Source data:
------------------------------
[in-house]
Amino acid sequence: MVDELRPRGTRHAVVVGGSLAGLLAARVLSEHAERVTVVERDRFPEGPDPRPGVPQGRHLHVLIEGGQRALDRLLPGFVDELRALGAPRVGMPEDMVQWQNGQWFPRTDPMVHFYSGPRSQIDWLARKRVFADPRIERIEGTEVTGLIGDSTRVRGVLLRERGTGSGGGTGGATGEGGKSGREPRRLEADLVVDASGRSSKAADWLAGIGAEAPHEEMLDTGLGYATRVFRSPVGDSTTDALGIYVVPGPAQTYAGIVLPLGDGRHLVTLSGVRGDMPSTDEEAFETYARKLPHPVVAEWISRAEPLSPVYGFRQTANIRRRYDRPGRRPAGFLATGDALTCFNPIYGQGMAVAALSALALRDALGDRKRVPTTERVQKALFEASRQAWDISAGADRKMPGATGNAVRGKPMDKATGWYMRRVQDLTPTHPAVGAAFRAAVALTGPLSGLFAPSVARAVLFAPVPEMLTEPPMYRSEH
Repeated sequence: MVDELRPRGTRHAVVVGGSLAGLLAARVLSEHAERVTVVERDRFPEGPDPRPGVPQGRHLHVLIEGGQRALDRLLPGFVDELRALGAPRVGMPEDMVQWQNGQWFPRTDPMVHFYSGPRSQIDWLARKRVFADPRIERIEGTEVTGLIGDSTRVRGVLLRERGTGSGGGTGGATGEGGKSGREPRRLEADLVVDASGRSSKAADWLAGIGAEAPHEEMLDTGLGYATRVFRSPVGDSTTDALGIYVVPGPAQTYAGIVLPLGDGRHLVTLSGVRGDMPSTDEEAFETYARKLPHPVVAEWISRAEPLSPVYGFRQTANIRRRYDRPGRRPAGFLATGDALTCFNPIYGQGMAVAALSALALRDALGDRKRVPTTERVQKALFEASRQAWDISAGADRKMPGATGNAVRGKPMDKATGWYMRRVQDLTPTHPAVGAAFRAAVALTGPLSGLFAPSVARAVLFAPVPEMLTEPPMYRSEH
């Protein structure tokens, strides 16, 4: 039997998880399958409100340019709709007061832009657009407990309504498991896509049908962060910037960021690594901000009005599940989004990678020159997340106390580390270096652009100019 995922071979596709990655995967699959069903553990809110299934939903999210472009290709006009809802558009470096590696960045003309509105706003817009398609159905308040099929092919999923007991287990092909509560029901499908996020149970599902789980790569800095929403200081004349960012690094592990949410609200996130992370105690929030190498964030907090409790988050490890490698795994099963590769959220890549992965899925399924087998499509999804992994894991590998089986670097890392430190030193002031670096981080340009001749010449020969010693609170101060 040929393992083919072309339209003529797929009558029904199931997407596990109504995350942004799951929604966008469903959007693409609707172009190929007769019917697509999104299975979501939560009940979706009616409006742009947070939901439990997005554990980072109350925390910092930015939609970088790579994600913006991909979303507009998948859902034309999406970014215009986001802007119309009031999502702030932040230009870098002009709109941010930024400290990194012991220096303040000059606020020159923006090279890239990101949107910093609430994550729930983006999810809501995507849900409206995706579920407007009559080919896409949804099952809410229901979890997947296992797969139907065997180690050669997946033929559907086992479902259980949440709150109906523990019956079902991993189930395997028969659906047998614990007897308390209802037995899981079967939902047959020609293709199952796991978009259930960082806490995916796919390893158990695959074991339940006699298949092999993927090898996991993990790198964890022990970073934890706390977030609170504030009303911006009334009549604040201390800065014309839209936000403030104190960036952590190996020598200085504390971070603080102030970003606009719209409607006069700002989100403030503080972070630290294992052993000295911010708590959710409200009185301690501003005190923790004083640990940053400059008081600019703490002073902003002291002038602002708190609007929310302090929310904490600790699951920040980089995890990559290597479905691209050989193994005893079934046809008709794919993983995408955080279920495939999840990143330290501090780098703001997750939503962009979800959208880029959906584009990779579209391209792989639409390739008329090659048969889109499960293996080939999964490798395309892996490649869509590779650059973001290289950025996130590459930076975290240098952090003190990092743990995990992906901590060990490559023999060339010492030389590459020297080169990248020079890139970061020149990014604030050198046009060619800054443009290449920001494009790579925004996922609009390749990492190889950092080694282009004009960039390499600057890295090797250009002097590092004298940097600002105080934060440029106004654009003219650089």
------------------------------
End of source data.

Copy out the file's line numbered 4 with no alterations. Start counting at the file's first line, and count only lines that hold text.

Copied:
């Protein structure tokens, strides 16, 4: 039997998880399958409100340019709709007061832009657009407990309504498991896509049908962060910037960021690594901000009005599940989004990678020159997340106390580390270096652009100019 995922071979596709990655995967699959069903553990809110299934939903999210472009290709006009809802558009470096590696960045003309509105706003817009398609159905308040099929092919999923007991287990092909509560029901499908996020149970599902789980790569800095929403200081004349960012690094592990949410609200996130992370105690929030190498964030907090409790988050490890490698795994099963590769959220890549992965899925399924087998499509999804992994894991590998089986670097890392430190030193002031670096981080340009001749010449020969010693609170101060 040929393992083919072309339209003529797929009558029904199931997407596990109504995350942004799951929604966008469903959007693409609707172009190929007769019917697509999104299975979501939560009940979706009616409006742009947070939901439990997005554990980072109350925390910092930015939609970088790579994600913006991909979303507009998948859902034309999406970014215009986001802007119309009031999502702030932040230009870098002009709109941010930024400290990194012991220096303040000059606020020159923006090279890239990101949107910093609430994550729930983006999810809501995507849900409206995706579920407007009559080919896409949804099952809410229901979890997947296992797969139907065997180690050669997946033929559907086992479902259980949440709150109906523990019956079902991993189930395997028969659906047998614990007897308390209802037995899981079967939902047959020609293709199952796991978009259930960082806490995916796919390893158990695959074991339940006699298949092999993927090898996991993990790198964890022990970073934890706390977030609170504030009303911006009334009549604040201390800065014309839209936000403030104190960036952590190996020598200085504390971070603080102030970003606009719209409607006069700002989100403030503080972070630290294992052993000295911010708590959710409200009185301690501003005190923790004083640990940053400059008081600019703490002073902003002291002038602002708190609007929310302090929310904490600790699951920040980089995890990559290597479905691209050989193994005893079934046809008709794919993983995408955080279920495939999840990143330290501090780098703001997750939503962009979800959208880029959906584009990779579209391209792989639409390739008329090659048969889109499960293996080939999964490798395309892996490649869509590779650059973001290289950025996130590459930076975290240098952090003190990092743990995990992906901590060990490559023999060339010492030389590459020297080169990248020079890139970061020149990014604030050198046009060619800054443009290449920001494009790579925004996922609009390749990492190889950092080694282009004009960039390499600057890295090797250009002097590092004298940097600002105080934060440029106004654009003219650089």